I quickly made a call to Dan at Americana. He made calls to Grise Fiord, locked in dates and got back to me in time to get the sale price. Now I could book my flight to Ottawa. The airlines have lost my bags numerous times over the years, so in order to reduce the chance of a reoccurrence, I decided to eliminate the flight from Milwaukee to Chicago by driving to Chicago. I was going to book the last flight of the day, but decided to book the second to last flight, then in case something happened I could possibly get on the last flight.
Airfare done. The next several months were spent taking care of every little detail. I borrowed Northern Outfitter clothes but knew that they're boots were warm but hard to walk in from a muskox hunt so researched and bought Baffin Endurance -100 boots. Forgot extra liners so that was another order. Hand and foot warmers for me and the video camera batteries. Borrowed a white suit for stalking. Two digital cameras and two disposable cameras. Skinning knives, optics, gifts for guides,.300Win Mag bullets the guides wanted and on and on.
And of course I needed a new bow for this trip. I always take two bows and it was time to update- Carbon Spyder 34. The bow came in 10 days before the hunt but I couldn't order the Hogg Father until I took my other Hogg Father off my other bow to see how it would balance on the lighter carbon bow. Balance was great so ordered a custom built sight. Spott Hogg got the sight sent out amazingly fast by UPS. UPS lost the sight for three days so I had to meet the driver at a Harley dealer the morning I left for Chicago. At least I could take the sight along and maybe be able to use my new bow.
I consider myself a little anal preparing for a hunt but no, I did not go off the deep end and sleep in my walk-in freezer to get used to the cold. Sorry, Jake, couldn't resist!
I asked what my chances were and they said not good. I was gut punched. Tomorrows early morning flight from Ottawa to Resolute was nonrefundable with no exceptions. Flights are only available Thursdays and Saturdays. My hunt was blowing up. I asked, How many people in front of me? Six. How many seats? One, but you never know. On my first big game hunt I came up with the saying, "When things go wrong, suddenly they go right". The six people were all travelling together and I got the seat. I told the people at UNITED that my bags had to fly with me. They told me not to worry, this is what we do. We all waited forever for the plane to leave the gate. I figured it was my fault as they had to get my bags on.
I arrived in Ottawa at midnight but none of my bags did. UNITED had no idea where they were.
Good luck, Robb
Looking forward to the rest of the story!
Right then I saw someone walk across this tiny airport wearing Sitka gear. I said to Karine, "I think I know that guy." She asked, "You know Tom?" (tthomas) I replied,"Well, kind of." She had been working with Tom with his rescue dog from his polar bear hunt. Tom and I had never met but knew who each other was.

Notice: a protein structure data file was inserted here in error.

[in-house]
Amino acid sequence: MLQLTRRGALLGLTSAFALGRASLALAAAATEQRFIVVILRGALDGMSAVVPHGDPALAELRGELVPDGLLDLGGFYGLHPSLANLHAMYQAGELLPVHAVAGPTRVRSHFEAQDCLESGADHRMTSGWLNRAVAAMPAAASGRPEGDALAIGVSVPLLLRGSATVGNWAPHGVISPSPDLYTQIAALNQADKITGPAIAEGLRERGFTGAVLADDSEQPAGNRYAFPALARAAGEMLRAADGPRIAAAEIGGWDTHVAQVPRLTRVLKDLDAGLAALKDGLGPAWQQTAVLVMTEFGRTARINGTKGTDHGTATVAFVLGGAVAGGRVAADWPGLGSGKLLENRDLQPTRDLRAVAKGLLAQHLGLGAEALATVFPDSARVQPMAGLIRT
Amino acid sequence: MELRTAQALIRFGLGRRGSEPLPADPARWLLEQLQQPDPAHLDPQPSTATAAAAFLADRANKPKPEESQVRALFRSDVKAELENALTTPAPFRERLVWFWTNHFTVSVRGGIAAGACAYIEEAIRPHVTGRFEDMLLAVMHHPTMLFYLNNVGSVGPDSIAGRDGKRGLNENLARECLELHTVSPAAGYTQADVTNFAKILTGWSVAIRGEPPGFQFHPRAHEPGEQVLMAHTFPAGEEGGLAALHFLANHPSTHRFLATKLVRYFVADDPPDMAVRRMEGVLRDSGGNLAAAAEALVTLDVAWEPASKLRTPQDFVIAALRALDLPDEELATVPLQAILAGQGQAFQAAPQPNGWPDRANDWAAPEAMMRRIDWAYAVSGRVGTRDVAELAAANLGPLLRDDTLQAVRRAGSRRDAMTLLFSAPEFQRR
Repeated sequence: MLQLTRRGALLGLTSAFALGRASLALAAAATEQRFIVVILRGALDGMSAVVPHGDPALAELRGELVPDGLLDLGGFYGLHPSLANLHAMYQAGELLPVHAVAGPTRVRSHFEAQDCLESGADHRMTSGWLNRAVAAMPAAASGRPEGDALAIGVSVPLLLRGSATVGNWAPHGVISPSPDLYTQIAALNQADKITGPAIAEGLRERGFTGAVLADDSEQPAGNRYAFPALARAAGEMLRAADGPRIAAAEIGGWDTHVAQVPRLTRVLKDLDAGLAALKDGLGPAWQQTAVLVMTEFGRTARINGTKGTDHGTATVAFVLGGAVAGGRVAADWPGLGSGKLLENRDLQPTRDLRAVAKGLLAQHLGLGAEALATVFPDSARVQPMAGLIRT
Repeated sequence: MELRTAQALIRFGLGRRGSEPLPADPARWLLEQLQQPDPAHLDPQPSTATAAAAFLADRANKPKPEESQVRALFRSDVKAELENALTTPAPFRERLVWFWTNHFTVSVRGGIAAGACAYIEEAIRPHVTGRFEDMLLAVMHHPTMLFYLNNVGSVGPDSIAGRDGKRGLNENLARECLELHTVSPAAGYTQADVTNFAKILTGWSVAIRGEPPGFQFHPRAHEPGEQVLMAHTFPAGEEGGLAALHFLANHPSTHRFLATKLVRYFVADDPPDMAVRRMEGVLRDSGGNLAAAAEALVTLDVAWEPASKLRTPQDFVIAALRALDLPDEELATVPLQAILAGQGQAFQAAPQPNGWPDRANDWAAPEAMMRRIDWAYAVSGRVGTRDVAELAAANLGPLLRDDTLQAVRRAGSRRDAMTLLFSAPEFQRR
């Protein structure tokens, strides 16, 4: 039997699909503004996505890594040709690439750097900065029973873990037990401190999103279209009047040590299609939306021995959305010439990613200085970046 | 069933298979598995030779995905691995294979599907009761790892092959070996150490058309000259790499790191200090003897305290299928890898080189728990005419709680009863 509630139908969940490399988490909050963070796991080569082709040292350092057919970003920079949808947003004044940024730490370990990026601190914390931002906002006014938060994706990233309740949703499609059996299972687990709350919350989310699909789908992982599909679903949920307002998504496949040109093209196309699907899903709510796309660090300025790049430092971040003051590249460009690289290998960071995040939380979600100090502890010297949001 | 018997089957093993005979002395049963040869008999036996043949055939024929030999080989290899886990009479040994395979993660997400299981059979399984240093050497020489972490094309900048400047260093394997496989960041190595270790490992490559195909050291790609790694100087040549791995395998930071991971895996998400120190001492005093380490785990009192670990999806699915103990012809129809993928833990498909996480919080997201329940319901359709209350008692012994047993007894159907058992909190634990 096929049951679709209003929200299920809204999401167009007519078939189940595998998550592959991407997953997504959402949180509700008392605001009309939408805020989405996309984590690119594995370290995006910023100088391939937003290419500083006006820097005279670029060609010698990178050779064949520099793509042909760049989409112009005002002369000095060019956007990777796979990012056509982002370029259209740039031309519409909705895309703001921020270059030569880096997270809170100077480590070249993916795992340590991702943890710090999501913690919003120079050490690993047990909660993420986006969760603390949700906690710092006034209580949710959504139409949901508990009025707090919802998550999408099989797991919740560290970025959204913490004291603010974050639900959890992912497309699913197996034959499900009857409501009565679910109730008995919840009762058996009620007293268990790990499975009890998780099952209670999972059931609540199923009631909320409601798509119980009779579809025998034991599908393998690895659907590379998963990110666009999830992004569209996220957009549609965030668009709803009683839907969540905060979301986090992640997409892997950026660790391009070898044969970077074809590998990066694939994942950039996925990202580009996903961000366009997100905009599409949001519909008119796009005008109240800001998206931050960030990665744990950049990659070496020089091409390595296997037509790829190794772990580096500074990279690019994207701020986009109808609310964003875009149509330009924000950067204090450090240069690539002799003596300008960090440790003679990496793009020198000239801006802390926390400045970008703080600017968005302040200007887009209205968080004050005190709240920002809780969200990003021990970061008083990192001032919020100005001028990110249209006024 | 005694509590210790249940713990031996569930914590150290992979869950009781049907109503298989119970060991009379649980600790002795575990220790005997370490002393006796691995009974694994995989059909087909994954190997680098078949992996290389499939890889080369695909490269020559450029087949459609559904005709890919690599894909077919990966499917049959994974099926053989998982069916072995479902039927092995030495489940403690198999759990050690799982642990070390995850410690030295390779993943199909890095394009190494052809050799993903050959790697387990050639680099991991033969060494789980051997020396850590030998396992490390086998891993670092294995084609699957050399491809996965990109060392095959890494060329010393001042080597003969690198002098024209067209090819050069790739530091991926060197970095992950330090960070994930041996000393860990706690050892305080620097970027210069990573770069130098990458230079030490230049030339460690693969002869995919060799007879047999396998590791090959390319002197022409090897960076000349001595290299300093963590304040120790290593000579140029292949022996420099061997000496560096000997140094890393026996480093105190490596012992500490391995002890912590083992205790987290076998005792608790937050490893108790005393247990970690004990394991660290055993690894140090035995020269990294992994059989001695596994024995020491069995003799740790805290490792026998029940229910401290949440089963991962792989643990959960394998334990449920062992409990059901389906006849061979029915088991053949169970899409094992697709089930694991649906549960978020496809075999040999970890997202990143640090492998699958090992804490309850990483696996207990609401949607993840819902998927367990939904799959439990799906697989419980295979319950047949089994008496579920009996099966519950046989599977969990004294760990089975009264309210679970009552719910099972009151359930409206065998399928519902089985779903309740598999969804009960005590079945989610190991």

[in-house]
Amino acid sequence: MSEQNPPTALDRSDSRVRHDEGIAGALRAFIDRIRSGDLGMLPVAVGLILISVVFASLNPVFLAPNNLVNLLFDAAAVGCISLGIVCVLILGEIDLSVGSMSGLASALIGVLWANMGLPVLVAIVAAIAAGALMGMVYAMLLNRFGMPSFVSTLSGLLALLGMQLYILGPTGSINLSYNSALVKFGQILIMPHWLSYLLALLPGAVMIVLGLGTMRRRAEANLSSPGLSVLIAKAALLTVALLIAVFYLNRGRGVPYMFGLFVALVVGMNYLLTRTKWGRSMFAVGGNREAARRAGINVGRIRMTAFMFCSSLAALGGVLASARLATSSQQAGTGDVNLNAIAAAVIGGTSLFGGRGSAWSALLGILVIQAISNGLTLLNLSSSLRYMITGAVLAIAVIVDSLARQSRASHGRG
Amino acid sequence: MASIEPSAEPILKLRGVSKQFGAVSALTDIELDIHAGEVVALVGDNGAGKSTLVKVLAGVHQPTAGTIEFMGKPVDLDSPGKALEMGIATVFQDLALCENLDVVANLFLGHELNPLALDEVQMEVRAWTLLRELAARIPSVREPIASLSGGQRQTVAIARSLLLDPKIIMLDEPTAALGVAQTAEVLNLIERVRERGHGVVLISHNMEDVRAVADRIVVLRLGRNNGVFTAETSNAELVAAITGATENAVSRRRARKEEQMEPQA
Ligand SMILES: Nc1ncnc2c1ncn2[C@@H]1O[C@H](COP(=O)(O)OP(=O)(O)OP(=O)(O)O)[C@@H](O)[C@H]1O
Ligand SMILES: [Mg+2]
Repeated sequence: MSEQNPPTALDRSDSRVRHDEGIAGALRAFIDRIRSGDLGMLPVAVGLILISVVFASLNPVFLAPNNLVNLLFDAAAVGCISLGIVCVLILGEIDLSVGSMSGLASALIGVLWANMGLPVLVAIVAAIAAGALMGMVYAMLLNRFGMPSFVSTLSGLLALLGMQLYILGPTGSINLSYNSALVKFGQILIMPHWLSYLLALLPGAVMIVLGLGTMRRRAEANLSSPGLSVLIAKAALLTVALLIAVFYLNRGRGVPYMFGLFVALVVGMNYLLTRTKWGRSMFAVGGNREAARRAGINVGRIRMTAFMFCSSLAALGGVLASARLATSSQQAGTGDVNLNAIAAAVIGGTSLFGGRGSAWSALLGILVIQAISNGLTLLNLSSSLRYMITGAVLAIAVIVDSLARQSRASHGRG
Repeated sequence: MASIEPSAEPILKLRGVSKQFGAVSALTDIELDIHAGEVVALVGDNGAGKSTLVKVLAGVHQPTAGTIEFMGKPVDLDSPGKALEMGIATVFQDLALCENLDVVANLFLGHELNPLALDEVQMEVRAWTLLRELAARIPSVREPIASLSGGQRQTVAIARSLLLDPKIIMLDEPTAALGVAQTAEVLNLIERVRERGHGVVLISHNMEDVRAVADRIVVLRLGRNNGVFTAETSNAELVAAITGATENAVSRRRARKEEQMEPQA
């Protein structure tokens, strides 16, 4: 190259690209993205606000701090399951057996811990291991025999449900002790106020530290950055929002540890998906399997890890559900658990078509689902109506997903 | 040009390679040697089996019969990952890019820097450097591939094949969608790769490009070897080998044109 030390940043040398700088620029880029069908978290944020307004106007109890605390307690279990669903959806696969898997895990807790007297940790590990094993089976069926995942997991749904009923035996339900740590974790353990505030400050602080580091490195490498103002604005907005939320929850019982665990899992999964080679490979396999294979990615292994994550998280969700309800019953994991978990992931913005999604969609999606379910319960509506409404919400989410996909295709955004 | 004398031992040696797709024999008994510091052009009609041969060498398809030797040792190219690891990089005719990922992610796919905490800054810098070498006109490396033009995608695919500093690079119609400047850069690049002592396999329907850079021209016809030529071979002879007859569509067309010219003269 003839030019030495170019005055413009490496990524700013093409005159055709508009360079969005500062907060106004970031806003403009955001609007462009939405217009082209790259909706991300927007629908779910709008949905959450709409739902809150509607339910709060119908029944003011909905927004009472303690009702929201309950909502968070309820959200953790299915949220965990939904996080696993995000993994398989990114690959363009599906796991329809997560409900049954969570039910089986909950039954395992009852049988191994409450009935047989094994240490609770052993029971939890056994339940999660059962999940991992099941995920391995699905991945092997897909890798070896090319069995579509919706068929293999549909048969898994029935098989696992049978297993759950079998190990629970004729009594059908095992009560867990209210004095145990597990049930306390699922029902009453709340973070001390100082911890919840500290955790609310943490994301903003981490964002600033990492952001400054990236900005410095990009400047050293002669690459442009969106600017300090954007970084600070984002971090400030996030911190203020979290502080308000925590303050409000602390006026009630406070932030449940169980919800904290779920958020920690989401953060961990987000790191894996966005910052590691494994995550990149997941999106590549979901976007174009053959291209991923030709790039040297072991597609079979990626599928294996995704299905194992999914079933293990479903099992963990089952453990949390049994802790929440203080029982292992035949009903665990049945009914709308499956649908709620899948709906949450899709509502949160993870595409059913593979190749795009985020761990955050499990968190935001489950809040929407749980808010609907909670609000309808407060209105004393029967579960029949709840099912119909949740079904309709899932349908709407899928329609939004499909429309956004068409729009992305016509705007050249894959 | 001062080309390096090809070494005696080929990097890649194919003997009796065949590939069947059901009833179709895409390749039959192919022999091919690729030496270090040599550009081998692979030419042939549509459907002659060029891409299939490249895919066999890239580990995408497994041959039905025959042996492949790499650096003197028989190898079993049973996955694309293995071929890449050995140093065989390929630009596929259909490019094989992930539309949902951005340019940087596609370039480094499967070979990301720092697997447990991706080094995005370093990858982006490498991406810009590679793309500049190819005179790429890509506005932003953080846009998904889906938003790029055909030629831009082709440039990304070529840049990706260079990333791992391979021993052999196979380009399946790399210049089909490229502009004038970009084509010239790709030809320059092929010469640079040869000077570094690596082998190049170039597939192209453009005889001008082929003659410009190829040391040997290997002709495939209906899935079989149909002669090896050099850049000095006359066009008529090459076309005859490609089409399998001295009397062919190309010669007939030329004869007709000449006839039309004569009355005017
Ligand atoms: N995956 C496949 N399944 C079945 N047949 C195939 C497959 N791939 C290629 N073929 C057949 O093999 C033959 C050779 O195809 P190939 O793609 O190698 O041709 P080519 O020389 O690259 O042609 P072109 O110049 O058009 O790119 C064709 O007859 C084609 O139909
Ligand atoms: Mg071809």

We walked over to talk with him and as Karine was explaining my situation Tom looked me in the eye and asked, "What do you need?" I told him all I had was what I was wearing and some optics in my carry-on. In the middle of this crowded airport Tom opened his bow case and said, "Here's two bows, some arrows and a release. Then he opened his duffels and gave me everything I needed-base layers, Sitka clothes, mittens, sleeping bag, granola bars and boots he'd borrowed from madtrapper. It all smelled like polar bear so I figured the gear would be lucky. Once again, "When things go wrong, suddenly they go right."
I get all my licenses that night. I meet Jaypettee who will be my "Taxi" to camp tomorrow and Marty brings over my outerwear. Jaypettee asks me if I'm an early riser. I say "Yes." He says "Good, we'll pick you up at 9:30."
Travel was slow, bumpy, cold but do-able.Three hours into the journey we stop for a snack, coffee and a pee. My pee landed four feet left of my left foot. Ya, pretty windy and ya, I know about peeing downwind!
Base camp is less than an hour away.
Twenty-four hour daylight had my time clock messed up and I only slept a few hours, I climbed up on top of the cabin, sat down in the glassing chair(left side of cabin near smoke stack) and started looking for bears. Today we would stay in camp for three reasons. Kavavow believes in staying in camp for 12 hours so there is no questioning the 12 hr. before you hunt rule even if you don't fly. He is the most respected man in Grise. Second, we needed to get organized to head out on the ice tomorrow and last, we had white out conditions and couldn't see safely out on the ice.
tthomas has gone out of his way to help me out on this hunt. Now I must pay it forward. Remember Jaypettee, my Taxi driver that got me to base camp? He is one of the best guides in Nunavut for polar bear. He has been reduced to the "taxi driver" because of another outbreak of Parvo in Nunavut which killed the majority of his sled dogs and about half the dogs in Grise Fiord. Several of the dogs on my hunt survived the outbreak and were not yet 100%. Jaypettee has been hurt financially by this loss. There are not many good jobs in the north. He and many residents of Nunavat have also lost animals they truly care about. Most residents cannot afford the vaccine.
Dogs commonly travel from town to town by airplane so the virus spreads easily throughout Nunavut. The government does not have a program to help with this problem. My goal is, with Pat's permission, to raise money through Bowsite in conjunction with Pope and Young and start a program to provide vaccines to the residents of Nunavut at no charge.
This is not a fundraiser so a bunch of rich guys can hunt polar bear. Sled dogs are also used in everyday life in the north and are an important link between today's Inuit youth and their heritage. Nunavut regulations require nonresident hunters to travel by dogsled once the hunt begins. Pope and Young requires sled dogs for travel to be considered fair chase. No sled dogs, no fair chase. Sick dogs, compromised hunt.
A plan is in place. My vet has found a program with the vaccine manufacturer where we may purchase at a greatly reduced price. He has also calculated the amount of vaccine needed. Distribution will be through First Air and Ken Boerek Air. Nurses have volunteered to vaccinate dogs.